Grigely is discussing how Western culture appropriated artifacts from the colonised world and used them as a basis for justifying the further expansion and suppression of the colonised. Here the colonised, the oppressed, is the disabled body. He uses the example of Saartjie ‘Sarah’ Baartman, the “Hottentot Venus”, who was displayed at the end of the 18th century by various entrepreneurs including doctors and natural scientists, ostensibly interested in anthropology but apparently seeming to focus their attention more on Baartman’s steatopygia and elongated labia (and thus accused of engaging in crude if veiled pornographic manipulation). Although Baartman was not considered to be disabled per se, since I am looking at sideshow ‘enfreakment’ and the general debate about politics of the body, I think her case deserves analysis.
It has been argued that Baartman’s treatment as sideshow freak was typical of the period, but should also be considered in the light of prevailing attitudes of the time, where despite the menageries and human shows, black people had considerable presence in Regency London, working and intermingling freely with the local population (Qureshi 2004, p 239) – a fact that is often overlooked in discussions of Baartman’s case (this does not deny the racist element, but rather puts it into a slightly different perspective). In this sense Baartman’s steatopygia was no different from Daniel Lambert’s unusual weight or the small size of Caroline Crachami, The Sicilian Fairy, both examples of human sideshow exhibits from the same period as Baartman:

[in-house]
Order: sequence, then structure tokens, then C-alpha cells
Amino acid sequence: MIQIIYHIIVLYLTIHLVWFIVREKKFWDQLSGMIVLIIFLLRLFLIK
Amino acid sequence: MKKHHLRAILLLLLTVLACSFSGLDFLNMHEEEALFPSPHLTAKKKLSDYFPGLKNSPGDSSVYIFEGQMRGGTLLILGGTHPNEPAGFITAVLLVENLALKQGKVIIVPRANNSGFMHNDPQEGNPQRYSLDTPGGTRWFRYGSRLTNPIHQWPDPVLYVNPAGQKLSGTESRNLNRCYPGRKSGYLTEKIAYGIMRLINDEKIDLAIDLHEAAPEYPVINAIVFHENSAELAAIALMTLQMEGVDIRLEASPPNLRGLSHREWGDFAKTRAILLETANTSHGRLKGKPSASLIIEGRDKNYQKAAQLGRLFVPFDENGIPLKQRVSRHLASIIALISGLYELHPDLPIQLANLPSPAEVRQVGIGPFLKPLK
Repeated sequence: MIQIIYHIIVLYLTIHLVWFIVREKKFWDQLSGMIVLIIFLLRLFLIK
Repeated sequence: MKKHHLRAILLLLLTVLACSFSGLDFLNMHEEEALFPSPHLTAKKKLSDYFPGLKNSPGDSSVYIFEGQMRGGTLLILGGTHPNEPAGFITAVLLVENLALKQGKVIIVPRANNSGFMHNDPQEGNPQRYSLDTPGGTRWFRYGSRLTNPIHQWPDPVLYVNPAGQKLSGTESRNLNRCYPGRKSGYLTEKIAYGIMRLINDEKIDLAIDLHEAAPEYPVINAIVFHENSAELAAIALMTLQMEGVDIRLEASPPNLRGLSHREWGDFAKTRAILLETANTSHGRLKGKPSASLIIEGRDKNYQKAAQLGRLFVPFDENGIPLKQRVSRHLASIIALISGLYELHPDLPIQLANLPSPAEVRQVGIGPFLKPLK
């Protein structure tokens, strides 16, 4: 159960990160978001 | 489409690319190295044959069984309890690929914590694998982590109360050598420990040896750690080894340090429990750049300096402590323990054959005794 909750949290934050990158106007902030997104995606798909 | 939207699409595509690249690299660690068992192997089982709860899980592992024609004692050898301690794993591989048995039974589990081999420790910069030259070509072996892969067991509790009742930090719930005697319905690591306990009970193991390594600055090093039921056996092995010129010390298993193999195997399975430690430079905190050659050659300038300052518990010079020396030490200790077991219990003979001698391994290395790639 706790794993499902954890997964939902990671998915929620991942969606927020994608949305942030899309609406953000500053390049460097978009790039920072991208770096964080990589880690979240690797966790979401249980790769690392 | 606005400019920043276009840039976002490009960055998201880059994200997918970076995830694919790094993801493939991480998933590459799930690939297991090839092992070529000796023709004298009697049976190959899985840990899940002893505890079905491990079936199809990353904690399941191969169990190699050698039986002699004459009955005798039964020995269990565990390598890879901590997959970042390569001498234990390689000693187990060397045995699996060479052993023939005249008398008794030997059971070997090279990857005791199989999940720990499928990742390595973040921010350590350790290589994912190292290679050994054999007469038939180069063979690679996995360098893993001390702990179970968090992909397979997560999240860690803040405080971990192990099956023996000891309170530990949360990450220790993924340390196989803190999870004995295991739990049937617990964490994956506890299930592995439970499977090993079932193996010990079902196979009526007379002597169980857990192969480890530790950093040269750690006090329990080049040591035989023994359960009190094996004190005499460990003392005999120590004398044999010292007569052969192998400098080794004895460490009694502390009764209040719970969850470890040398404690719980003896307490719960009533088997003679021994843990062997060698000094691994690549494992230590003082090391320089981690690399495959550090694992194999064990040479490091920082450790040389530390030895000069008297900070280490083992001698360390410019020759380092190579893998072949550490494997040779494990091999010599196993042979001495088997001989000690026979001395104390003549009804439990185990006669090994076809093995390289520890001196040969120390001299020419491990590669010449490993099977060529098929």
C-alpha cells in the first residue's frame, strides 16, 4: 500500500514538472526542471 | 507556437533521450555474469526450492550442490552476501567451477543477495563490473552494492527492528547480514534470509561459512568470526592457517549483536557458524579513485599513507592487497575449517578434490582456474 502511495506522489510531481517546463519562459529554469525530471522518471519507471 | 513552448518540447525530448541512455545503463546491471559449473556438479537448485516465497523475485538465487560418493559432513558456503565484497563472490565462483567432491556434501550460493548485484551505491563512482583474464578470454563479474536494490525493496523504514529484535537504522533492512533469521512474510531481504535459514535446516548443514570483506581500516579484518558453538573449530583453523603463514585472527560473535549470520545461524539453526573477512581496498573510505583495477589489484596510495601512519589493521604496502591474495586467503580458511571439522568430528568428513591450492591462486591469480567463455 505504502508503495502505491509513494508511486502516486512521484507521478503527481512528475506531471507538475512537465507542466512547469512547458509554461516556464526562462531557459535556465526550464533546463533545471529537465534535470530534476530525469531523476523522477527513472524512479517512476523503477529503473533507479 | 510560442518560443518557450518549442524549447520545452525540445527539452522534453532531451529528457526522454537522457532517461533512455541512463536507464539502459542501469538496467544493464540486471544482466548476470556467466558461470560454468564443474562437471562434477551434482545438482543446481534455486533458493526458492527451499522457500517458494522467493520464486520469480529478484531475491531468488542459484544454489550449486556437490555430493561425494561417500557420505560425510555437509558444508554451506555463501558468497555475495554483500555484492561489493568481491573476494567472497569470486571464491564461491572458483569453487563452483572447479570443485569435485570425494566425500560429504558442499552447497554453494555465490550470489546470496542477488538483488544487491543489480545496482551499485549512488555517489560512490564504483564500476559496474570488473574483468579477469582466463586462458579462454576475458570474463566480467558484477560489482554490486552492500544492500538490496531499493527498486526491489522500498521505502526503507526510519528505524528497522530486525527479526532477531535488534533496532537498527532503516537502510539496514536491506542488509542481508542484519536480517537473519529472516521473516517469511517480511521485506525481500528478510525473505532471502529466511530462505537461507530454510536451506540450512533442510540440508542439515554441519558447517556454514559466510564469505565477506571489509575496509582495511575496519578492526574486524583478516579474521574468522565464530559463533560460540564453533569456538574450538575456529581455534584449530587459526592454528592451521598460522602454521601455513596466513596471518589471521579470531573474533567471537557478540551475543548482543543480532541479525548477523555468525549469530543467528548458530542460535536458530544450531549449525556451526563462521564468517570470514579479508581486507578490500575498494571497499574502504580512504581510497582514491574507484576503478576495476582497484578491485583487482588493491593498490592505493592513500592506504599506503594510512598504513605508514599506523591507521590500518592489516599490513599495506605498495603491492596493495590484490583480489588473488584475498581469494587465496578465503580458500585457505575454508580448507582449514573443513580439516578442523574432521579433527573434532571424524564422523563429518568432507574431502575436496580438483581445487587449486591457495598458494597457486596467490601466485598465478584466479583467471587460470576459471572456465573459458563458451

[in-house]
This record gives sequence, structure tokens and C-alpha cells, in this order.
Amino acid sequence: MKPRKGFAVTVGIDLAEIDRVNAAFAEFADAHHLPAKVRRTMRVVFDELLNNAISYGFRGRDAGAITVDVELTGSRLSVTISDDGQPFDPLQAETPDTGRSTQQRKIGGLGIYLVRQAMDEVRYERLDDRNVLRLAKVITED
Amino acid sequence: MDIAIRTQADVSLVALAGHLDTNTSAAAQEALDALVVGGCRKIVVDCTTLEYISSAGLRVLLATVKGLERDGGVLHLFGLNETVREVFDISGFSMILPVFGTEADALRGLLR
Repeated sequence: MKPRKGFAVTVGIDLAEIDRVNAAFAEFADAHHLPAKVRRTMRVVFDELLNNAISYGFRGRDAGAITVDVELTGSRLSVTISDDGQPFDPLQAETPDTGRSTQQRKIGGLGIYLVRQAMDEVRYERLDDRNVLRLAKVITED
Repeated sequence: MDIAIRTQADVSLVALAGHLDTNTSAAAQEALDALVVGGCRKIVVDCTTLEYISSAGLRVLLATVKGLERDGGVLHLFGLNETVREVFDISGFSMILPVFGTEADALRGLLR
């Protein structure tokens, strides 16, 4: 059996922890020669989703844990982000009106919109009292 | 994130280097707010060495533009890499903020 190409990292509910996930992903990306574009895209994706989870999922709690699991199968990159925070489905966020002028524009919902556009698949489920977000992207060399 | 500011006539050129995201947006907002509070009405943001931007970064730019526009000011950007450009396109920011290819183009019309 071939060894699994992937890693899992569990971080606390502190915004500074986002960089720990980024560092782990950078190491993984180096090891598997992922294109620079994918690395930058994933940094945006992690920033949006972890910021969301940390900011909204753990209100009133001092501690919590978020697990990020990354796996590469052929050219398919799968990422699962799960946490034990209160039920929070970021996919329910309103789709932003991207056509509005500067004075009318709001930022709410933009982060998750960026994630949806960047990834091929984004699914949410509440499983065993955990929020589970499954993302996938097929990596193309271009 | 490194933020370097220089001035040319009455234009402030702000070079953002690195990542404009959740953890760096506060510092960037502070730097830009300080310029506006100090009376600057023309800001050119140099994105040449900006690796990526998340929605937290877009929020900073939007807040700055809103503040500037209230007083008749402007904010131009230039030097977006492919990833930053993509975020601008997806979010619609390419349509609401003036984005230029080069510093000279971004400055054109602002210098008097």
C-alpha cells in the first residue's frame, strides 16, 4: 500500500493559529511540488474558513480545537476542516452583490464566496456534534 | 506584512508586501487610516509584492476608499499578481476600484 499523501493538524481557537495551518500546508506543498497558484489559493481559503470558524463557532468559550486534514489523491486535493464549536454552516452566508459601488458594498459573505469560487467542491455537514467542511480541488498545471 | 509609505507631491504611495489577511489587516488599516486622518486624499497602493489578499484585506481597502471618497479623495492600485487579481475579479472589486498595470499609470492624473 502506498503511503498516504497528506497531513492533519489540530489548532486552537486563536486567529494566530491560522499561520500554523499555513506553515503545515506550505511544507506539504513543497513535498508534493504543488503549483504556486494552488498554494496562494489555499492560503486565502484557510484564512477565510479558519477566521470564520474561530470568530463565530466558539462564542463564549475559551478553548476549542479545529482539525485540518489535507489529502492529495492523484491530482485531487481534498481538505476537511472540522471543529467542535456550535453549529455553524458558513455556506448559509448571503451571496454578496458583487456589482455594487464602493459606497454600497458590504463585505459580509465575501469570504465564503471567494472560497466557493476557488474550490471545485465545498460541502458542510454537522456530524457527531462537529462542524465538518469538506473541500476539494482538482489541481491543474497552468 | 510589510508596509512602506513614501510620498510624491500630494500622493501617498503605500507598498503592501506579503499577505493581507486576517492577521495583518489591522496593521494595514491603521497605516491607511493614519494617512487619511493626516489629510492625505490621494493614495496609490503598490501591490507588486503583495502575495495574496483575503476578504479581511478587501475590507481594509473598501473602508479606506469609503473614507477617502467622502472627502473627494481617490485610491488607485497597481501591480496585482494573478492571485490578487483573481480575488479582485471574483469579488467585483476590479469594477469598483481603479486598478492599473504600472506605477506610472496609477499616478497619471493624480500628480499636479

However, as Sander Gilman points out, “When the Victorians saw the female black, they saw her in terms of her buttocks and saw represented by the buttocks all the anomalies of her genitalia” he continues:
“Baartman was exhibited not to show her genitalia but rather to present another anomaly which European audiences … found riveting. This was the steatopygia, or protruding buttocks, the other physical characteristic of the Hottentot female which captured the eye of European travellers” (Gilman 1985b, p 213)
It is reported that for an extra sum audience members could touch her buttocks with a finger or stick. Furthermore, Gilman observes that:
“The figure of Sarah Baartman was reduced to her sexual parts. The audience which had paid to see her buttocks and had fantasized about the uniqueness of her genitalia when she was alive could, after her death and dissection, examine both” (ibid, p 213)
Indeed, Baartman’s body parts were posthumously dissected and preserved and her brains, genitals and skeleton were exhibited until 1974 at the Musée de l’Homme in Paris. Her story is demonstrative of attitudes to women and ‘exotic negroes’ at that time, and the reference Grigely makes here would not be lost on Calle, or anyone else versed in feminist and postcolonial discourse.